The Fifth Amendment is kind of a sprawling statement, but it guarantees, among other things, that "private property [shall not] be taken for public use, without just compensation." Robin and his Merry Men personally enforce this law for the benefit of the downtrodden commoners, protecting or compensating them for this unreasonable confiscation, often with arrow and sword if need be.

Frequently, Robin's death-sentence is handed down from on high by an authority (King John, or the Sheriff of Nottingham) who is anything but impartial. After the warrant for his arrest is issued, the legal system skips over all that boring "trial by law" stuff (which is guaranteed by the Sixth Amendment) and jumps straight to the execution. Often, anyone who meets Robin is empowered (and even encouraged!) to kill him on the spot. This lack of a trial also violates Amendment Seven, which insists that "the right of trial by jury shall be preserved."

The Eighth Amendment protects against "cruel and unusual punishments," and torture, that confession-extraction method favored by medieval monarchs, certainly falls under that category.

Amendments Nine and Ten deal with powers denied to the State, and reserved for the people. Isn't that what Robin was always fighting for? The right of the common taxpayer to stand up and be heard by Big Government?

The fact that Robin's tale addresses the same issues as the American Bill of Rights, almost four hundred years before the Americas were even colonized, speaks to the timelessness and universality of Robin's crusade for freedom. His influence on the English-speaking mind is profound and long-lasting, and reminds us all of the need for brave men who will stand up to corrupt systems, and rally people with their words and their actions, to throw off corrupt rulers, and remind us that we're only as free as we make ourselves.

And if that's not American, I don't know what is.

Saturday, July 3, 2010

Why I Refuse to Watch M. Night Shyamalan's "The Last Airbender"

I liked Nickelodeon's Avatar: The Last Airbender. I won't say I was a die-hard fan, but I thought the writing was funny and clever and heartfelt, and I enjoyed myself a lot whenever I got the chance to watch it. I liked how the characters grew realistically, how they bantered with one another, how they felt like people I'd enjoy knowing in real life.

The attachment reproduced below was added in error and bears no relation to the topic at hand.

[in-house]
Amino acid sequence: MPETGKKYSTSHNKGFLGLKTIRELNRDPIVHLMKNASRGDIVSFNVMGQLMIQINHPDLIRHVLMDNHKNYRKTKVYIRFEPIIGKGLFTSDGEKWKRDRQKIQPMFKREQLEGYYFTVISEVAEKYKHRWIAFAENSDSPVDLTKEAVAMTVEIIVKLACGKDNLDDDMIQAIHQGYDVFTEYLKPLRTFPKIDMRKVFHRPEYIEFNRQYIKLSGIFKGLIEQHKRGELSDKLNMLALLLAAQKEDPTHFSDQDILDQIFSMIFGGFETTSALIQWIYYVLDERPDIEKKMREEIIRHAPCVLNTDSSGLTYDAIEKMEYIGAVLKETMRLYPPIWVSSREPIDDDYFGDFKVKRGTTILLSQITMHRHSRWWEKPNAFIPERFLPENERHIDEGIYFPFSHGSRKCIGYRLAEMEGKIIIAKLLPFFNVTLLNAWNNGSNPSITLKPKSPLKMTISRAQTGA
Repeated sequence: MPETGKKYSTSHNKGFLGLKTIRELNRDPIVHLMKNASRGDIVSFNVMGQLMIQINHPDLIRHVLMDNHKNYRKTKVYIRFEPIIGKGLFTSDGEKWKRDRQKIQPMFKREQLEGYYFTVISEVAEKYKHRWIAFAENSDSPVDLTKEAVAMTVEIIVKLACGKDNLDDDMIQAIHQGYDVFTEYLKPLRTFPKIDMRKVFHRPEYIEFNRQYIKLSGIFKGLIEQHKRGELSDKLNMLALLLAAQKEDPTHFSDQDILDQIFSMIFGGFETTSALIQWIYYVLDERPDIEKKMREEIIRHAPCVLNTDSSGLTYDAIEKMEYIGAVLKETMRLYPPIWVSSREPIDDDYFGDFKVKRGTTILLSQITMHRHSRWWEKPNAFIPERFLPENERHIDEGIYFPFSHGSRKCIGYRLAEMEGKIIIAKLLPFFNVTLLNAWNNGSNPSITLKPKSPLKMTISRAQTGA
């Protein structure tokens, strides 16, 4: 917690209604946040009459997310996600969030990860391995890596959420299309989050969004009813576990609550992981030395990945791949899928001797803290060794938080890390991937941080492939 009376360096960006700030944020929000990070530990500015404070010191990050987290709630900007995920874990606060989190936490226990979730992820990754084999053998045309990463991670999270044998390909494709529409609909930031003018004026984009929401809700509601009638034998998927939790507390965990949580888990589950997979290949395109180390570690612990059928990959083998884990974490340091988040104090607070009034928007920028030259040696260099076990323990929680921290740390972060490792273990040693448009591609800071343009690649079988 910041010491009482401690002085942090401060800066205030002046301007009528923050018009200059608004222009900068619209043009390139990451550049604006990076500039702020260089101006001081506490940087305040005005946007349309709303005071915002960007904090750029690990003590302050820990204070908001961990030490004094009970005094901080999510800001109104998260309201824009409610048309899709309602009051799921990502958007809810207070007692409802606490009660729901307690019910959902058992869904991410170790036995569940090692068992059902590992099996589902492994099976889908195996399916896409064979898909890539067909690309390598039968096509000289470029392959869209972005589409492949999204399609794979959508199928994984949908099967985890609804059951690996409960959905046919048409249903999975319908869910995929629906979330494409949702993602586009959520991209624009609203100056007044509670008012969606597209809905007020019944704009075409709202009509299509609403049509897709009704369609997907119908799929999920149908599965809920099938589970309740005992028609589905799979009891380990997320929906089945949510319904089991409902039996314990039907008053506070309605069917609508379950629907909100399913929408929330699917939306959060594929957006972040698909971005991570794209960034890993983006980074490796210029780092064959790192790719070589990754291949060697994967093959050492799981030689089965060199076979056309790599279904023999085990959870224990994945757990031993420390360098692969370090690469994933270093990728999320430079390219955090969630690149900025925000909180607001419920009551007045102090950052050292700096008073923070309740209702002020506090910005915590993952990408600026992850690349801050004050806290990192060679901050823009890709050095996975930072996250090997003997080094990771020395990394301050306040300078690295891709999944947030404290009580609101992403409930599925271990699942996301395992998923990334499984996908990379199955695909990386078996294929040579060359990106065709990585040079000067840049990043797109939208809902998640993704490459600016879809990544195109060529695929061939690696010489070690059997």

It is for this very reason that I refuse to watch M. Night Shyamalan's new live-action adaptation.

Shyamalan has thrown away an excellent opportunity. He could have used this as an opportunity to introduce unknown Asian-American actors to the movie-going public, in a fantasy setting which celebrates Asian culture; instead, he specifically requested white actors, and put them in what amounts to yellowface for their roles.

The few actors in the movie who aren't white are Middle-Eastern or Mediterranean, and they're all cast as villains. Zuko and Uncle Iroh were my two favorite characters in the series, and I loved watching Zuko's personality unfold, discovering the hurt and need for acceptance which drove a talented young man like him to such rage and self-loathing. I feel like it's a slap in the face, that they can't be played by Asian actors, that they can't even be played by white actors, but they're reduced to mere caricatures of "terrorists", an insult to Middle-Eastern people, and the American audiences whose buttons Hollywood thinks it can push.

And lastly, the cartoon is just fine as-is. I have no need to pay eight dollars to see the same story retold, with different (less-talented) actors, compressed and edited into a fraction of the time. Part of the joy I got from the original series was its blend of Asian and American storytelling styles. Like an American TV show, any episode could be watched on its own, in any order. But like an Asian series, the show had a unified story arc which stretched across the season, allowing those who watched regularly to gain a deeper understanding of the characters.

In conclusion, I borrow the words of Angry Asian Man, a much better blogger than myself, who quite eloquently summed it all up in a few words, during an interview with Mr. Shyamalan himself: "...[T]his is not about a bunch of fanboys being upset about how you’ve messed with their favorite cartoon. This is about an absolute failure to acknowledge and understand the broader context of race and representation, and how it’s being played out, once again, in this movie — a project many believed would be an unprecedented opportunity for Asians in a major Hollywood project."